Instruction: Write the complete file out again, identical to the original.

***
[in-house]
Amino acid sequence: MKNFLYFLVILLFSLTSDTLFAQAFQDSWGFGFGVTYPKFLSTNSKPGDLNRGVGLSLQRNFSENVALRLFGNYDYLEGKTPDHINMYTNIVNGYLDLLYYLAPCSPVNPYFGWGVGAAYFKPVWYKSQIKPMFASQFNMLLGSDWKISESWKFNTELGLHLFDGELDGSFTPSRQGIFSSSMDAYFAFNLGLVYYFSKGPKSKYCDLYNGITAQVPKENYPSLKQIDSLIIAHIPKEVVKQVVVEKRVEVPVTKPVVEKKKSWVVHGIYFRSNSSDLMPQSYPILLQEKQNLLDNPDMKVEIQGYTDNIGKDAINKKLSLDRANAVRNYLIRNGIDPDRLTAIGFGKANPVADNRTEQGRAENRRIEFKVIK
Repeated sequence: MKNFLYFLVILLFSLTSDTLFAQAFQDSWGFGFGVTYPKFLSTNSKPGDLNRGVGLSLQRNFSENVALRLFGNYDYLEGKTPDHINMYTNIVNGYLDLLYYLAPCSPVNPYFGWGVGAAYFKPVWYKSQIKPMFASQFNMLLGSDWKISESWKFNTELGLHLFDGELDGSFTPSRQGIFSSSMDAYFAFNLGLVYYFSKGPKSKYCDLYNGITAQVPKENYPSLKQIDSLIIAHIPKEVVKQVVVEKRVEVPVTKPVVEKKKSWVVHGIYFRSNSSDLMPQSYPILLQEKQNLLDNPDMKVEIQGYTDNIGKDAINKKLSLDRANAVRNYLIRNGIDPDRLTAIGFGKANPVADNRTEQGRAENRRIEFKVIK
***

[in-house]
Amino acid sequence: MKNFLYFLVILLFSLTSDTLFAQAFQDSWGFGFGVTYPKFLSTNSKPGDLNRGVGLSLQRNFSENVALRLFGNYDYLEGKTPDHINMYTNIVNGYLDLLYYLAPCSPVNPYFGWGVGAAYFKPVWYKSQIKPMFASQFNMLLGSDWKISESWKFNTELGLHLFDGELDGSFTPSRQGIFSSSMDAYFAFNLGLVYYFSKGPKSKYCDLYNGITAQVPKENYPSLKQIDSLIIAHIPKEVVKQVVVEKRVEVPVTKPVVEKKKSWVVHGIYFRSNSSDLMPQSYPILLQEKQNLLDNPDMKVEIQGYTDNIGKDAINKKLSLDRANAVRNYLIRNGIDPDRLTAIGFGKANPVADNRTEQGRAENRRIEFKVIK
Repeated sequence: MKNFLYFLVILLFSLTSDTLFAQAFQDSWGFGFGVTYPKFLSTNSKPGDLNRGVGLSLQRNFSENVALRLFGNYDYLEGKTPDHINMYTNIVNGYLDLLYYLAPCSPVNPYFGWGVGAAYFKPVWYKSQIKPMFASQFNMLLGSDWKISESWKFNTELGLHLFDGELDGSFTPSRQGIFSSSMDAYFAFNLGLVYYFSKGPKSKYCDLYNGITAQVPKENYPSLKQIDSLIIAHIPKEVVKQVVVEKRVEVPVTKPVVEKKKSWVVHGIYFRSNSSDLMPQSYPILLQEKQNLLDNPDMKVEIQGYTDNIGKDAINKKLSLDRANAVRNYLIRNGIDPDRLTAIGFGKANPVADNRTEQGRAENRRIEFKVIK